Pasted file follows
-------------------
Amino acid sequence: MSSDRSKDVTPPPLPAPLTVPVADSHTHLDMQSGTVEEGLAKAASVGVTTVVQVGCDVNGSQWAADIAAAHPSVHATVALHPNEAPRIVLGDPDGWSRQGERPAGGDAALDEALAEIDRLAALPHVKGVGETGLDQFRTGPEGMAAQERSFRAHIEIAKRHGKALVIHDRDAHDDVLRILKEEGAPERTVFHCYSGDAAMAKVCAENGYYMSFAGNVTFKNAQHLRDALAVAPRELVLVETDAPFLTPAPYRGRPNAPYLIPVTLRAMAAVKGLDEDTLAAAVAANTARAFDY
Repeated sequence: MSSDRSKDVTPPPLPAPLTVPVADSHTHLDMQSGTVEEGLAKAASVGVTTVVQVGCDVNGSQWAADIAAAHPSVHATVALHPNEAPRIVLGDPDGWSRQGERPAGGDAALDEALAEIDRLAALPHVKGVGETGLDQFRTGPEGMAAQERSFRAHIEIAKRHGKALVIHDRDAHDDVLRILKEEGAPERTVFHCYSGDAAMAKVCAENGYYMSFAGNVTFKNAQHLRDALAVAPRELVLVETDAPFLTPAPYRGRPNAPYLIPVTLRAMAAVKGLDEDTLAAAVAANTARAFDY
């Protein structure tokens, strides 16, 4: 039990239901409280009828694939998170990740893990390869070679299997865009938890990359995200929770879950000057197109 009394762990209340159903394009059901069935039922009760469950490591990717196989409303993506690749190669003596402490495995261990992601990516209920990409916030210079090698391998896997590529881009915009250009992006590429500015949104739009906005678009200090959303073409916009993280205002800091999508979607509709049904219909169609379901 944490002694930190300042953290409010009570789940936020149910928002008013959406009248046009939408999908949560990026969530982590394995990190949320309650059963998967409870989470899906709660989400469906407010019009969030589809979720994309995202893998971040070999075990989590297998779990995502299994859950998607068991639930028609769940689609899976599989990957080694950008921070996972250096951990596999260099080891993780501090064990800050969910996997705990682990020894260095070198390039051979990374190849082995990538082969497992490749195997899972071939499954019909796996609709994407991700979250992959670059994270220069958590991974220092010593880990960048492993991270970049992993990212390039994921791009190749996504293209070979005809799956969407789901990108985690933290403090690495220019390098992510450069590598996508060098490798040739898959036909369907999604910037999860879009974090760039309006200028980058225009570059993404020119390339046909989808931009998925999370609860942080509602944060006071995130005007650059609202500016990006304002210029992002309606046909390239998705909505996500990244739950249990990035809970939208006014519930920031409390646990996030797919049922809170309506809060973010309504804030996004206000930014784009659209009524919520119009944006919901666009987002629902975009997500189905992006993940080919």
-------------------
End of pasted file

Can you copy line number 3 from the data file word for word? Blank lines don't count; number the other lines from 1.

């Protein structure tokens, strides 16, 4: 039990239901409280009828694939998170990740893990390869070679299997865009938890990359995200929770879950000057197109 009394762990209340159903394009059901069935039922009760469950490591990717196989409303993506690749190669003596402490495995261990992601990516209920990409916030210079090698391998896997590529881009915009250009992006590429500015949104739009906005678009200090959303073409916009993280205002800091999508979607509709049904219909169609379901 944490002694930190300042953290409010009570789940936020149910928002008013959406009248046009939408999908949560990026969530982590394995990190949320309650059963998967409870989470899906709660989400469906407010019009969030589809979720994309995202893998971040070999075990989590297998779990995502299994859950998607068991639930028609769940689609899976599989990957080694950008921070996972250096951990596999260099080891993780501090064990800050969910996997705990682990020894260095070198390039051979990374190849082995990538082969497992490749195997899972071939499954019909796996609709994407991700979250992959670059994270220069958590991974220092010593880990960048492993991270970049992993990212390039994921791009190749996504293209070979005809799956969407789901990108985690933290403090690495220019390098992510450069590598996508060098490798040739898959036909369907999604910037999860879009974090760039309006200028980058225009570059993404020119390339046909989808931009998925999370609860942080509602944060006071995130005007650059609202500016990006304002210029992002309606046909390239998705909505996500990244739950249990990035809970939208006014519930920031409390646990996030797919049922809170309506809060973010309504804030996004206000930014784009659209009524919520119009944006919901666009987002629902975009997500189905992006993940080919």